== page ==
Once a hybrid adoption decision is made, adoption intensity is important for sustained cultivation of adopted varieties as farmers increase or decrease the area planted with banana hybrids. A study shows farm households that interacted more with agricultural research stations, extension agents, and banana traders had more banana hybrid mats than those who interacted with fewer or no other actors. Such interactive linkages are important for information flows about variety attributes, utilization, and potential benefits, which all enhance farmer knowledge and confidence in banana hybrids [36]. This underscores the roles played by key actors in hybrid dissemination and promotion. However, it cannot be excluded that those actors do target farmers who have already adopted hybrids. For adoption intensity as well as the initial adoption decision, the source of banana planting materials appeared essential; hybrid adopters had more confidence in planting materials provided by reliable sources such as public agencies [36]. This emphasizes the importance of dependable supply systems of banana planting materials under proper supervision, and indeed banana farmers ranked the provision of quality planting materials as an urgent issue that needs government assistance [24]. The following examines where Ugandan banana producers source planting materials and how the materials are disseminated.


As banana propagates vegetatively, banana plantlets or suckers can technically be considered seeds. Banana planting materials are relatively bulky, highly perishable, difficult to store, low in production rates compared to true seed crops, and prone to easy pathogen build-up that affects seed health [22]. Those attributes influence the way banana farmers select and manage planting materials. Banana producers seek to source planting materials when they establish a new banana field, try out new cultivars, and expand the existing field. Or they need planting materials when the existing banana plot has gaps to fill as it is highly unlikely all banana plants die off at once.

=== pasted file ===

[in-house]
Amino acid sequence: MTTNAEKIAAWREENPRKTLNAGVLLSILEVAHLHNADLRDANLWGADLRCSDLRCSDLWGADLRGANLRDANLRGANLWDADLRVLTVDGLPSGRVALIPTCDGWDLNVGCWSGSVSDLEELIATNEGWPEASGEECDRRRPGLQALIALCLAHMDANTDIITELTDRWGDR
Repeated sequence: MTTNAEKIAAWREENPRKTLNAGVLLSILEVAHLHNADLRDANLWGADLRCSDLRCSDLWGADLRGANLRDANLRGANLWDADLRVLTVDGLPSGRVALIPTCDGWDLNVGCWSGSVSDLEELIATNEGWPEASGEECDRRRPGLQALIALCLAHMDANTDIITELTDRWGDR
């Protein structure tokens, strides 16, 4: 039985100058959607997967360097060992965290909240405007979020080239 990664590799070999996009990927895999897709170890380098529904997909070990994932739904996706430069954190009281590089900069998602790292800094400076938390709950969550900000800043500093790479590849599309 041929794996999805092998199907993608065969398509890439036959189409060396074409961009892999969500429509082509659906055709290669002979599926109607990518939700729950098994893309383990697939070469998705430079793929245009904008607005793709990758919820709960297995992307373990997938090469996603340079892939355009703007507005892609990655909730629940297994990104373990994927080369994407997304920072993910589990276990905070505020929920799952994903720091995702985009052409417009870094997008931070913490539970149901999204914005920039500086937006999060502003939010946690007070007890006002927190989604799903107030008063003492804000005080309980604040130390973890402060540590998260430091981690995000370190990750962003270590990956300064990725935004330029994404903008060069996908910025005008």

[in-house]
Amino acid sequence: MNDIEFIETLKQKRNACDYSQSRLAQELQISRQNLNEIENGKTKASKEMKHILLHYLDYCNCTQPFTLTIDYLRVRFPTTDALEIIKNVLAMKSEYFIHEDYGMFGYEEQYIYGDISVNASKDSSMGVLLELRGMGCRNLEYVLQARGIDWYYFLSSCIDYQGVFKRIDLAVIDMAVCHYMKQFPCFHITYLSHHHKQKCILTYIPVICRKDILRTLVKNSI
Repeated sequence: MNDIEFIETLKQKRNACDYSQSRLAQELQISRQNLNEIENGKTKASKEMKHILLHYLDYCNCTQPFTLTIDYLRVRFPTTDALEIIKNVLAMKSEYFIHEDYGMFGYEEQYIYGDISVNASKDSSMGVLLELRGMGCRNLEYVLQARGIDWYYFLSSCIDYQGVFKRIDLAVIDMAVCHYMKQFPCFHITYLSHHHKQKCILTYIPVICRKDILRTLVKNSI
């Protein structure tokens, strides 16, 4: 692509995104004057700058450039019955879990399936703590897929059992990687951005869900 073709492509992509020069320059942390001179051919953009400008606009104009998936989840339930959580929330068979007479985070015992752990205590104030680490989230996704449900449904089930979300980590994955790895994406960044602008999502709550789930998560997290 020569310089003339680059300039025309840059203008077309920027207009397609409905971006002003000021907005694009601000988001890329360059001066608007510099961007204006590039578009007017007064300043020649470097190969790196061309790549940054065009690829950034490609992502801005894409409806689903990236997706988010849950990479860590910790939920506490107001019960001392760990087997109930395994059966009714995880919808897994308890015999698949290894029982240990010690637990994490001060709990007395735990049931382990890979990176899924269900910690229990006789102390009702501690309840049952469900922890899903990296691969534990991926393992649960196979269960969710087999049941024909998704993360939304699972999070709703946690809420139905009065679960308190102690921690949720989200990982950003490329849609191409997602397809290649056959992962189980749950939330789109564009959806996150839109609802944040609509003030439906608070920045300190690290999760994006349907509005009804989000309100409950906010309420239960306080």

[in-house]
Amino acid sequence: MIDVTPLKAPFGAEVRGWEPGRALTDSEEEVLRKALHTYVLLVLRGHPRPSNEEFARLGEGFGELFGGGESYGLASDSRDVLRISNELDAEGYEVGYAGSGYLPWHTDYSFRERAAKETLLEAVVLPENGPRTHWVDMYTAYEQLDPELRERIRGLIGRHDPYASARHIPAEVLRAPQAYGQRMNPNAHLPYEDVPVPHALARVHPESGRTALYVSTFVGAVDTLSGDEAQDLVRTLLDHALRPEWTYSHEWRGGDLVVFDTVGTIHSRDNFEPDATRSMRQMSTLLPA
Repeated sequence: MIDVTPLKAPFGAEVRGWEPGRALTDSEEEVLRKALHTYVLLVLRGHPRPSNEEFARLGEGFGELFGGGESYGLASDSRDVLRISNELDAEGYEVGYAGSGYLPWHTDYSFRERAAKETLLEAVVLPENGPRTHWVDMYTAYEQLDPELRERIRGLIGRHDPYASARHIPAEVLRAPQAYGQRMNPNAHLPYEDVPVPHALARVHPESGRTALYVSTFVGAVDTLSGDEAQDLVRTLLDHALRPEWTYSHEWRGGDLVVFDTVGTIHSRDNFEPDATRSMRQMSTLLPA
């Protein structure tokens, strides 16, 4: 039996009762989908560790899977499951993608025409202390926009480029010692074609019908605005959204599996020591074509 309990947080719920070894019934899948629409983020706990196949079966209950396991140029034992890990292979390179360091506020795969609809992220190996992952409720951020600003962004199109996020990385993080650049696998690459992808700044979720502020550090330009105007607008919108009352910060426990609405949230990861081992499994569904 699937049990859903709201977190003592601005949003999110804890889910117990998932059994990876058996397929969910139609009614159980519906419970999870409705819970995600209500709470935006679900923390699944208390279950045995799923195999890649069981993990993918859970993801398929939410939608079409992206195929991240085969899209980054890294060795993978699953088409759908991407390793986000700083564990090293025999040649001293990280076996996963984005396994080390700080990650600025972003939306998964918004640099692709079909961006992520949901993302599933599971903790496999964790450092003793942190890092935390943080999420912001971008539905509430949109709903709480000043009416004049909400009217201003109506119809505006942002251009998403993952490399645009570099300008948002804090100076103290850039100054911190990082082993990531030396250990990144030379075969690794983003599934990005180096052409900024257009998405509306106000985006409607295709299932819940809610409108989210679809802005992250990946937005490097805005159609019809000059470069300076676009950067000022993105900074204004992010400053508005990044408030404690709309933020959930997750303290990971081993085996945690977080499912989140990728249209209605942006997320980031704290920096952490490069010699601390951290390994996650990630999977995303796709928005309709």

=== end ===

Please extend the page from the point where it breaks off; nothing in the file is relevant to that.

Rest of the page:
Farmers generally have two options for sourcing planting materials, the formal and informal systems. The degree of farmers’ utilization of the two systems may depend on the dominance of one system, crop traits, and farmer characteristics [22]. The formal system is characterized by the production and distribution of seeds of registered varieties, and by strict measures for seed quality control. The formal system, however, involves higher cash requirements, transport costs, and fewer social relations between a buyer and a seller. The formal seed sources of Ugandan bananas include national agricultural entities, laboratories, research institutions, nurseries, and non-profit organizations.

For vegetatively propagated crops in developing countries, the informal (also called local, traditional, or farmer) seed system is dominant. This is the case for banana planting materials in Uganda, and the informal channels include neighbors, relatives, other farmers, and farmers’ own farms [22]. Studies suggest most Ugandan banana producers source planting materials from their own farms; about 60-70% of the sample banana mats originated from farmers’ own farms [7, 22]. Yet, banana farmers seek planting materials off-farm when they have insufficient suckers available on their own farms, observe high-performing cultivars on others’ banana fields, or are interested in new varieties. For insufficient on-farm suckers, banana suckers available for a specific cultivar can be limited since banana fields typically consist of a mixture of different cultivars [7]. Some suckers such as water suckers are unsuitable for planting, and suckers closest to mother plants must be left intact for banana mat continuity. Thus, on-farm suckers available for planting are those left after excluding suckers unfit for planting and key to banana mat maintenance [28].